If you feel intrigued, I recommend the documentary “Transcendent Man”:

Excursus: Religious scope

Some people associated with transhumanism seem to have the feeling of something rising that is going beyond the human imagination and comprehension. Exceeding every human measure evokes a reverence of something that might be bigger than mankind. Within the transhuman movement, there are people that relate this feeling to a somewhat religious experience. Therefore, there are aspirations to develop religious or seemingly religious structures within it.

Source: http://guardianlv.com/2014/05/religion-and-transhumanism-conference-will-explore-post-singularity-life/

However, this trend also alarms many transhumanist thinkers who would then publish pleadings to defend transhumanism of religious appropriation. In the H+Magazine, a magazine created for discussing transhumanist ideas, Matthew Bailey argues that

“preaching the Singularity is only going to cause others to see it as nothing but a shroud of delusion pulled over the eyes of its followers, a techno-cult preaching the Rapture of the Nerds, when this is absolutely not the case. The Singularity is a serious thing, and it demands serious study.” (Bailey 2011)

However, he admits that “the Singularity contains concepts that are ripe for use anyone wishing to create a religious ideology, whether they are doing so consciously or not.” (Bailey 2011) Analyzing Huxley’s quote (“I believe in transhumanism. (…) It will at last be consciously fulfilling its real destiny.”), we can see that transhumanism indeed was initially coined in a somewhat religious context.

This religious context is what transhumanism is most critisised for. Therefore, I wanted to mention it but I will not dig deeper into this issue. Let’s continue with something more out of this world: our own bodies.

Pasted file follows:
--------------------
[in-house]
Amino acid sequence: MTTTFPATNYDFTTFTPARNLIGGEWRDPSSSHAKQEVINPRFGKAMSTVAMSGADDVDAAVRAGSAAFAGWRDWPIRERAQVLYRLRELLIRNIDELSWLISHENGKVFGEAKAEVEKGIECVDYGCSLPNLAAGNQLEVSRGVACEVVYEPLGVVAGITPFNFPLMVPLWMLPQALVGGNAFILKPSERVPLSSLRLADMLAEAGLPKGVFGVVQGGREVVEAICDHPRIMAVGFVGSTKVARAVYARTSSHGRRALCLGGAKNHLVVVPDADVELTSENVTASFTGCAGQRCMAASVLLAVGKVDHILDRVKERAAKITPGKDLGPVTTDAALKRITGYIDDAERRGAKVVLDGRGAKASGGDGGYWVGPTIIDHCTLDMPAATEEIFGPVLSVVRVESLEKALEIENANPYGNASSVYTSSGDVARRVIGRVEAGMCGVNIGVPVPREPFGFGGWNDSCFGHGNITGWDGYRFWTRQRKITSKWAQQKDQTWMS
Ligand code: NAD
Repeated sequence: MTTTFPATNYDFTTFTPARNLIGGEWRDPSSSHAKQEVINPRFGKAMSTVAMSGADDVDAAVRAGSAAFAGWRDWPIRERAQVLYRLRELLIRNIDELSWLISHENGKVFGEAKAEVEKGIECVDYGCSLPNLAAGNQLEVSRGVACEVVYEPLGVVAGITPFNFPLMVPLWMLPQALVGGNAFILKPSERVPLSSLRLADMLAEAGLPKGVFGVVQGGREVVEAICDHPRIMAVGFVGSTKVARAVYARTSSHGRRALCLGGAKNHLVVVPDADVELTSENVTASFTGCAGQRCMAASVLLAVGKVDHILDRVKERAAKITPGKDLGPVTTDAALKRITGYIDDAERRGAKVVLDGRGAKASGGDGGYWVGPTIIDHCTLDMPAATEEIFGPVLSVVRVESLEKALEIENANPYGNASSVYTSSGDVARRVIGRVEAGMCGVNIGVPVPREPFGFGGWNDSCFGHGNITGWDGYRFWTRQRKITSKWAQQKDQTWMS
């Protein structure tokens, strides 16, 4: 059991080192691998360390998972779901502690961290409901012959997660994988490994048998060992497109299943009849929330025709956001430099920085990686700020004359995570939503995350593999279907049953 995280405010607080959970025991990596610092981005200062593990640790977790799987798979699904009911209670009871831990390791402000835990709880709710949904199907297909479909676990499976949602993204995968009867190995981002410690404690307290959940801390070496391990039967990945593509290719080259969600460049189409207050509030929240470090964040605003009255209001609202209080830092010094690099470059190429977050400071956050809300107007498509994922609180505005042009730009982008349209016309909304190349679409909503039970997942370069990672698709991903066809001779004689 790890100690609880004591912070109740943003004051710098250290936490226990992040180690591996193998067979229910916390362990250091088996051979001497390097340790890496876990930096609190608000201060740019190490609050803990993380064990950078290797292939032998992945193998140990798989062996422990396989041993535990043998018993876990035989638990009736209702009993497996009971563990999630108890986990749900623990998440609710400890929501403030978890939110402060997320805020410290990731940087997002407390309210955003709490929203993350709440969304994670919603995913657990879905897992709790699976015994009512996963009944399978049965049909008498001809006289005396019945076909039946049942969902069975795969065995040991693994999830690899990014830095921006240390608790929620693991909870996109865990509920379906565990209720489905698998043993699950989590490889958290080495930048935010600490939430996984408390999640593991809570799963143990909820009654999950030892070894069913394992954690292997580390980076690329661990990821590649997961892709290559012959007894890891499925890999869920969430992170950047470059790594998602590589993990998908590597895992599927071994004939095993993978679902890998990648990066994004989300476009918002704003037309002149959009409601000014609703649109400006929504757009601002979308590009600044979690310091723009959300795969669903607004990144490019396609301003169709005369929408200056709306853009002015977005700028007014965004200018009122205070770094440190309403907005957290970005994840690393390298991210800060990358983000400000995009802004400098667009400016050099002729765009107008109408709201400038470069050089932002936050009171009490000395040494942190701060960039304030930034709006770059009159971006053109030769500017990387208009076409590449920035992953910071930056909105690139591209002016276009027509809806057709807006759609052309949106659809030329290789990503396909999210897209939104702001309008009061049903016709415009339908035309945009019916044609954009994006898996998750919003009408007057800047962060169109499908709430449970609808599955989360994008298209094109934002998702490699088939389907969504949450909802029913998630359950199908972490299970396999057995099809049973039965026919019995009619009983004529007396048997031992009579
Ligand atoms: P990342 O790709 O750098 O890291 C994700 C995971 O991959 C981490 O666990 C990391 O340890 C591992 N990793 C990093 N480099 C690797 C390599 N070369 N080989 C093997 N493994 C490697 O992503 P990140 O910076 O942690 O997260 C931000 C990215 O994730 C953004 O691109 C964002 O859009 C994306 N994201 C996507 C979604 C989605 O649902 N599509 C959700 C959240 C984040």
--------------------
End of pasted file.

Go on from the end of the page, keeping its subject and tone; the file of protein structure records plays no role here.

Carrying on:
Body 2.0

Artificial body parts as well as Augmented Reality Technology show something that media theory has been describing for decades: a merger of technology and body. Famous literary scholar Marshall McLuhan, known for his statement “The medium is the message”, describes media as extensions or amputations of human body parts. He goes even further when he envisions:

„Having extended or translated our central nervous system into the electromagnetic technology, it is but a further stage to transfer our consciousness to the computer world as well” (McLuhan 1964).

And for philosopher Jean Baudrillard “virtual machines” are integrated into the human body in such a way that they almost genetically belong to it (Baudrillard 1997).

Artist Neil Harrbison, suffering from total color-blindness, took this notion literally. He implanted an antenna into his scull that substitutes his missing eyesight by transforming colors into audible sounds. This way, he can differentiate colors that are in front of him by listening to the different frequencies that different colors evoke. Now he can even “see” colors that are outside the visible spectrum for human eyes as ultraviolet radiation.

In an interview with the BBC he says

“I’m not using technology or wearing technology. I am technology. This [the antenna] is a body part. […] It’s a completely new sense and a new body part that allows me to extent color perception beyond human sight.”


We can see that technology not only shapes our daily lives, it shapes the human body itself and questions traditional concepts of the human condition. It questions the way we constitute ourselves as ‘human’. When do we stop to be human and when do we start to become machines?